When it comes to manually focusing this lens, Zeiss would have been much better off with adding in a depth of field focusing scale. At the press conference, the company stated that it was considered during the planning stage and it might come to later lenses.
Make no mistake–this is a Zeiss lens. For years, Zeiss has been a company that puts image quality first and have been designing lenses for many years. While their DSLR lenses often have that little bit of micro-contrast added to make your images pop, we didn’t find that with the Touit lenses–especially not the 12mm f2.8. Instead what we found is some very excellent color and contrast when the X Pro 1 was set to Velvia mode. When we set it to Astia, we were still able to get some very nice colors but in all honesty, this lens should be best used with the Velvia color setting.
General image quality can’t be complained about with this lens, but there are some areas on which it lacks.
Firstly, we should note that this lens is a 12mm f2.8–and that it is extremely tough to get any bokeh at any aperture or focusing distance. Combine that with the fact that it becomes an 18mm f3.8 due to the APS-C sized sensor, and it is even tougher. However, Fujifilm cameras have a Macro mode for every lens that allows the user to focus even closer.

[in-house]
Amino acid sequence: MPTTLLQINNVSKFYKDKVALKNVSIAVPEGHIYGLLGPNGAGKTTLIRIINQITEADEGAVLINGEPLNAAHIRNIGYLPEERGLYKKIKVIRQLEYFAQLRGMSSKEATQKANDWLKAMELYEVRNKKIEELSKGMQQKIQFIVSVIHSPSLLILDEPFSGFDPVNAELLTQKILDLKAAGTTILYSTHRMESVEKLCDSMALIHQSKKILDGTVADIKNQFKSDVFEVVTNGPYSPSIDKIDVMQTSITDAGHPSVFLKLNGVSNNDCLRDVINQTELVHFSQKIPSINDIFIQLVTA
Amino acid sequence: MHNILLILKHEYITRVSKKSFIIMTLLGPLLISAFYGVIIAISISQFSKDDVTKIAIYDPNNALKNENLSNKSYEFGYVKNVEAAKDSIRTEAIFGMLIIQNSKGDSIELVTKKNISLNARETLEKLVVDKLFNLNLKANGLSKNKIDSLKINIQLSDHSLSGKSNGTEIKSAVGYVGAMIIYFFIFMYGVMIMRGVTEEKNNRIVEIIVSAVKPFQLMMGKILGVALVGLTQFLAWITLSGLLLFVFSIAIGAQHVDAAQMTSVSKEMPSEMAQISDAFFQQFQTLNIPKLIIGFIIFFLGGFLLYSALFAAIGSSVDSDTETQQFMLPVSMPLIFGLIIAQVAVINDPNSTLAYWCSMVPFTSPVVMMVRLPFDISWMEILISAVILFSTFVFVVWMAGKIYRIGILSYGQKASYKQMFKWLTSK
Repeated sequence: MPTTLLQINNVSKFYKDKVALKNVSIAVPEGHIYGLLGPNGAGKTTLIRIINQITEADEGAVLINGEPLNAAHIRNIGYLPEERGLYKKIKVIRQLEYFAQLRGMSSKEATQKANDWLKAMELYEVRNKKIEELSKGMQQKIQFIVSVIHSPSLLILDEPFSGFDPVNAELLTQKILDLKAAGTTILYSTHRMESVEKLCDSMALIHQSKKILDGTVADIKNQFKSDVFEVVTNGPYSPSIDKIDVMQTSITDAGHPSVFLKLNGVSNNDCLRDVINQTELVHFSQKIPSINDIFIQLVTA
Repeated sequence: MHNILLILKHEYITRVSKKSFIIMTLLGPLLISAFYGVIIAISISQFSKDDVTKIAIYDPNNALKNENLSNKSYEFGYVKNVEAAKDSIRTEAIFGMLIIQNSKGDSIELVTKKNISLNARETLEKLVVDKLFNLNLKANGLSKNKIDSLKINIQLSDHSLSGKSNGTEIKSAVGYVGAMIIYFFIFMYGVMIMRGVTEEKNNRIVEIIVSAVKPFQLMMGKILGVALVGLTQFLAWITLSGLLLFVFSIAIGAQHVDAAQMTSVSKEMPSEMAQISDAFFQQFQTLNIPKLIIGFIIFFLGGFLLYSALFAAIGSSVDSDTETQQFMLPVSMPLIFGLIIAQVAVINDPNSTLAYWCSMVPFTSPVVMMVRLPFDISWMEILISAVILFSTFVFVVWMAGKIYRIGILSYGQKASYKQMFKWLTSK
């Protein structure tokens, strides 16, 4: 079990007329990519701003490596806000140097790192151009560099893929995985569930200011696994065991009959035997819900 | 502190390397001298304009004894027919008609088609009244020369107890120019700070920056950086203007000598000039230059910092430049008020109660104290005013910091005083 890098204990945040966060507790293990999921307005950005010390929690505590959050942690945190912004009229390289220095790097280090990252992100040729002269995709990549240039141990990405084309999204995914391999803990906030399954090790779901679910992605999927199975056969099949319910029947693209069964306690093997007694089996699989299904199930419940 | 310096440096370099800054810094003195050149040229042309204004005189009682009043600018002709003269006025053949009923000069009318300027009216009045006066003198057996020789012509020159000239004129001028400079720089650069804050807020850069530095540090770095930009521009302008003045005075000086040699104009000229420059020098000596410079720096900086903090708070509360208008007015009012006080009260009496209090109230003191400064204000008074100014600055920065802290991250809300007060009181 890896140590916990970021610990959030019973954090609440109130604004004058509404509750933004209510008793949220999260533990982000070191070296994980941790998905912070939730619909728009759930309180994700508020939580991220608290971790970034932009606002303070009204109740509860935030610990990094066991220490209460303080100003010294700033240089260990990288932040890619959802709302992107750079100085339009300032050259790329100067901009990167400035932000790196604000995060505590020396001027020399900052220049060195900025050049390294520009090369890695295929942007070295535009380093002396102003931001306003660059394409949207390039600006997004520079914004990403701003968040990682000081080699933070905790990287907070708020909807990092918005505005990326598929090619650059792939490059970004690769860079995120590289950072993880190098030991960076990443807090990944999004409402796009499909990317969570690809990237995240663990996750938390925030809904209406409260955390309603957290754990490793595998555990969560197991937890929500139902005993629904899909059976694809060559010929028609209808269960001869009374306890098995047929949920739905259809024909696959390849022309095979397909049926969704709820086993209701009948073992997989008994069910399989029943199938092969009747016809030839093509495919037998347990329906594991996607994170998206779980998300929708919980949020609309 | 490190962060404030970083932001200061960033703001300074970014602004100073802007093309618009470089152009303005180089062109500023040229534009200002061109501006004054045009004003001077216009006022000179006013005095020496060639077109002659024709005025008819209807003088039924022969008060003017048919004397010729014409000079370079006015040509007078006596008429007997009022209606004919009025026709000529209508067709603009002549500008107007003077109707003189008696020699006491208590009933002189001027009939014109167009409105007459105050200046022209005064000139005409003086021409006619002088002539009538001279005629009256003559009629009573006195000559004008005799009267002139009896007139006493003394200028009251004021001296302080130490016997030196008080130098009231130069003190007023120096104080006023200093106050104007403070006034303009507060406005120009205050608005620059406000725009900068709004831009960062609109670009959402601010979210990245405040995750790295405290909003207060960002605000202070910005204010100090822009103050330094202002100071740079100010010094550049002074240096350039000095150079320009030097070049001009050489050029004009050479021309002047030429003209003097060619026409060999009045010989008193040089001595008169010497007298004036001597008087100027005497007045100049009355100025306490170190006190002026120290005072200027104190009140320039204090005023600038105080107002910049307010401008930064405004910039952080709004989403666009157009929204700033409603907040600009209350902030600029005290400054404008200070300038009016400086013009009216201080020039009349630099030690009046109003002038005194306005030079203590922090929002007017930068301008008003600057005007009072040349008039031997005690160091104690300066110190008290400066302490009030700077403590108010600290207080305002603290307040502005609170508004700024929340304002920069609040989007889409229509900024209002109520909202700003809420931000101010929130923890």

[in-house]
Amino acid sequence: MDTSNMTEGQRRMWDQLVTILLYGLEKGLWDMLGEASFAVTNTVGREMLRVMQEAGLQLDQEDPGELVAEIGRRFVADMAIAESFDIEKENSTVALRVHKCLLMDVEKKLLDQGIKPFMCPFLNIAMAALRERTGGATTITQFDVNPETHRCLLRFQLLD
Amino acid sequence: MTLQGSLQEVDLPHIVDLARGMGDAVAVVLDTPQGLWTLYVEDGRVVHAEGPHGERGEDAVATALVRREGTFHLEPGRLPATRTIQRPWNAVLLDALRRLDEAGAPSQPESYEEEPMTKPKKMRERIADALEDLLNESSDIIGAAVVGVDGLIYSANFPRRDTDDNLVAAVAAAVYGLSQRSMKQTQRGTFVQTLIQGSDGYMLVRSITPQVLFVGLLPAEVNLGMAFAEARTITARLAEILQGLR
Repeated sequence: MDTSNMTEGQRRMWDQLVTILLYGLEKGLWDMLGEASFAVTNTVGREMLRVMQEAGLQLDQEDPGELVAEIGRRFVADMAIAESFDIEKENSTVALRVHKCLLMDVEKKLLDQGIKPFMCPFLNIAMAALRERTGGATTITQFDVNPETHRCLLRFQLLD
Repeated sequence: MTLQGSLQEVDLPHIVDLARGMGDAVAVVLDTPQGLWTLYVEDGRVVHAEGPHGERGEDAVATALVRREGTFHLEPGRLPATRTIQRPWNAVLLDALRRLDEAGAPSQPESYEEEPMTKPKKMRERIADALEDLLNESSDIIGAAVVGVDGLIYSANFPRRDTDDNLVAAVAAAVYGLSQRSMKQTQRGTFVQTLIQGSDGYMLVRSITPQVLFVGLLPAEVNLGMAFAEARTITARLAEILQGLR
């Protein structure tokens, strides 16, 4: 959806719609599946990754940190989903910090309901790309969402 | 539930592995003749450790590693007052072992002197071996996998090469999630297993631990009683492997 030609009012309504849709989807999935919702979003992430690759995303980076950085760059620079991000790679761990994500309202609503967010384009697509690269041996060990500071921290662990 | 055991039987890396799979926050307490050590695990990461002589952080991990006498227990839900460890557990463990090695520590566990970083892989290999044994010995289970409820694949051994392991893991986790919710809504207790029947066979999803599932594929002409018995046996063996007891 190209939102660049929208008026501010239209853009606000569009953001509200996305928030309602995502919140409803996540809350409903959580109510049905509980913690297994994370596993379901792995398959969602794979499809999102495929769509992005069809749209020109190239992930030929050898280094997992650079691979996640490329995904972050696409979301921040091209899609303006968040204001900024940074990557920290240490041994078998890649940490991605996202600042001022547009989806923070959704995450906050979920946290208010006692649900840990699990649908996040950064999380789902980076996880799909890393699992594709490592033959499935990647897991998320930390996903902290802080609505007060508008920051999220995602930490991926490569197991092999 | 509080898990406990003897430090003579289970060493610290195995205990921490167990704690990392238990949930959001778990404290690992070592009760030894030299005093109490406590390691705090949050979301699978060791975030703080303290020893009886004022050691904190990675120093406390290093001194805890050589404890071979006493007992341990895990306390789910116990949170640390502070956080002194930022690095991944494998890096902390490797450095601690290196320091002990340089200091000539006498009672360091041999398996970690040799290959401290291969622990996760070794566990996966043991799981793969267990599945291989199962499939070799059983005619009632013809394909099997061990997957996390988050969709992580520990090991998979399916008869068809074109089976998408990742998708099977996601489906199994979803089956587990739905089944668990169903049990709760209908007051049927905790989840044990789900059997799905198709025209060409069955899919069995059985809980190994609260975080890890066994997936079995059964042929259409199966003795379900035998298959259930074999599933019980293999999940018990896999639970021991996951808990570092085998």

Now that that is all out of the way, the bokeh from this lens is stunning. While I wouldn’t really describe it was creamy, I would aim more for the words, “ethereal” and “dreamy.”
Not that many of you purchasing this lens might care about bokeh, but it is wonderful to know that when it shows up it will look positively wonderful.